From The Nation, 27 September, 1922.

The Gaelic prose romance has a place of its own in literary history. Other European countries had their epics. Other European literatures in antiquity had tentative essays in the novel form. In Ireland alone was the romantic prose story specialized in and produced in abundance. Hundreds of such tales remain to us from the remote past and from succeeding centuries. Right down to modern times they continued to be evolved. To learn the character of these Irish tales the reader need but read William Morris’s prose romances ‘The Water of the Wondrous Isles’ and ‘The Sundering Flood,’ which are exactly in the shape and spirit of the Irish romances, save that they lack the seasoning of humour – subtle satire or gentle drollery – which is never lacking in the original genre. Had Gaelic Ireland had not been cut off from her due place in the modern world, had Gaelic literature reacted to modern conditions, one conjectures that the prose romance would have evolved into a distinct genre, a sort of romantic novel.

The heroic note is never absent from the Irish tales. The lyrical and humorous elements in Irish life and literature are admitted; but the heroic, which gives them their dignity and piquancy, deserves equal attention. Ireland cannot be understood unless it is recognized to be a heroic country, like Attica. This is what Anglicization has most obscured. The regal figures of the Gaelic imagination have been reduced to grotesque dwarfs. Brian Boru and Fionn Mac Cuail are supposed by English-speakers in Ireland to be fantastic characters, and when allusion is made to these Kings of ancient fame, savage chieftains or tinsel-crowned pantomime figures are visualized, instead of the of Gaelic vision, an exact parallel to the Basileus of the Greek world, Homer’s Alcinous, father of his people, crowned with the dignity of virtue, and throned in the beauty of an austere yet homely life. Only when we realize the parallel between the old Gaelic and Greek civilizations, with their little states and mighty men, shall we recover that epic outlook which has characterized the Gael at all times. The Irish-speaker of the present day does not live in the same mental world as that of the Anglicized generation.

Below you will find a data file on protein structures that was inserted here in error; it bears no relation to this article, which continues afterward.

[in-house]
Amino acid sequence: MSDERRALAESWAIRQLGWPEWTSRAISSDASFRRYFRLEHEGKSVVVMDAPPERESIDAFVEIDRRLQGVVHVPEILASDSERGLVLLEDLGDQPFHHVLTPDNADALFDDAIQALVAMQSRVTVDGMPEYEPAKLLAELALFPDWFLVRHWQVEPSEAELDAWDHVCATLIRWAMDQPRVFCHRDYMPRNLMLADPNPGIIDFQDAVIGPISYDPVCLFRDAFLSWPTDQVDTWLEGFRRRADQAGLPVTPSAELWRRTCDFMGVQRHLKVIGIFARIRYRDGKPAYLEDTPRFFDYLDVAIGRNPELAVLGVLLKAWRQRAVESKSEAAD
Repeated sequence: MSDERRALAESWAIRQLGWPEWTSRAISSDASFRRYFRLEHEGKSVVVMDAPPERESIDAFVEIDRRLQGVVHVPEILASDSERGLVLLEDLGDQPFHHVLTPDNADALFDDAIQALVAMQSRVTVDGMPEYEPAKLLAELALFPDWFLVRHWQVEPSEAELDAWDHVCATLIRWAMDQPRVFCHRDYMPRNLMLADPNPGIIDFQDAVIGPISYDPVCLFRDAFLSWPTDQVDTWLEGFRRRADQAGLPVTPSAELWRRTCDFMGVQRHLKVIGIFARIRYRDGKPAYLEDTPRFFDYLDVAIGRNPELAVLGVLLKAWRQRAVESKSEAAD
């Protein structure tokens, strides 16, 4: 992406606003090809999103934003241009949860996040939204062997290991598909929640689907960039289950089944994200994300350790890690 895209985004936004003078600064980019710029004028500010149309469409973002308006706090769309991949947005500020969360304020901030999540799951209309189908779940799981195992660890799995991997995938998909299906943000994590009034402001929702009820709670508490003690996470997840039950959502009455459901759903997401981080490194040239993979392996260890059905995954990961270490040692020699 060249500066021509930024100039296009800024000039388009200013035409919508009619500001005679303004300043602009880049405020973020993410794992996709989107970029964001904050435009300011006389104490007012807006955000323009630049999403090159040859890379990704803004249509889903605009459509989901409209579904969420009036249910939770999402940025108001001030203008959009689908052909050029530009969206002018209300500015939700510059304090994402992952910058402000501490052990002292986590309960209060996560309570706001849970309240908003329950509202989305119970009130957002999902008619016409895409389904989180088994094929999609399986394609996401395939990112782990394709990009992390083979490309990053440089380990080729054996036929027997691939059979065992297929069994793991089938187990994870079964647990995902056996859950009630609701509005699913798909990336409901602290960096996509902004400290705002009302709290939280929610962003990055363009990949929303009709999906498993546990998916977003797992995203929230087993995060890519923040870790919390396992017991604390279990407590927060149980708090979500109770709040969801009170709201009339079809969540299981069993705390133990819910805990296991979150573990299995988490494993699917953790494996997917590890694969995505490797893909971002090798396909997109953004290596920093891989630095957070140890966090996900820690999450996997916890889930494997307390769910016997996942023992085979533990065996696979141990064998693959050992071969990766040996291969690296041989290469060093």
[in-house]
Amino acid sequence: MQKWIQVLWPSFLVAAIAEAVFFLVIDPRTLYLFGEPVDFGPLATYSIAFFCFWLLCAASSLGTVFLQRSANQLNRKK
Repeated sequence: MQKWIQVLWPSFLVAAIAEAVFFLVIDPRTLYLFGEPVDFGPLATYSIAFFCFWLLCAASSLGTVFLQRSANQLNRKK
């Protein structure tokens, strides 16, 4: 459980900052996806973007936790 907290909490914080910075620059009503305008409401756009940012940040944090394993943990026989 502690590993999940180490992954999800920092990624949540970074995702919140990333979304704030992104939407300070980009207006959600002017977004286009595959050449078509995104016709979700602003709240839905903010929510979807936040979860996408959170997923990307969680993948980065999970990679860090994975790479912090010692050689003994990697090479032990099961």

The great cycle of stories about Cuchulain and the Táin is, of course, the most purely heroic section of our literature, it is the Irish Iliad, and its presentation of the great war between Ulster and Ireland for the Brown Bull of Cualgne is as terrific and as splendid as Homer’s tale of Troy. The duel of Cuchulain and Ferdia is at least as humanly moving as the duel of Hector and Achilles; the account of the muster of the men of Ulster[1] is a more tremendous piece, because impassioned, than Homer’s enumeration of the Argive princes. Again we see the titanic strength of the epic in the telling of how the Ulstermen bound their wounded hero with ‘hoops and clasps and ropes’ lest he enter the last battle and exhaust his life; and how, on hearing the roaring of the King’s shield when the King was in peril, he gave a giant spring, so that his bonds burst from him and were hurled to the four corners of Eire. Padraic Pearse used particularly to admire that passage relating to the champion’s end, which tells how ‘a raven dipped its beak into the hero’s blood; but in the slippery stream its claws were caught and so the bird upset. When he saw that, Cuchulain laughed aloud, and well he knew that laugh would be his last.’ The hero-loving imagination of the old saga-makers dwelt often on the terrible and the grim, for these were the foils which gave splendour to the hero-spirit.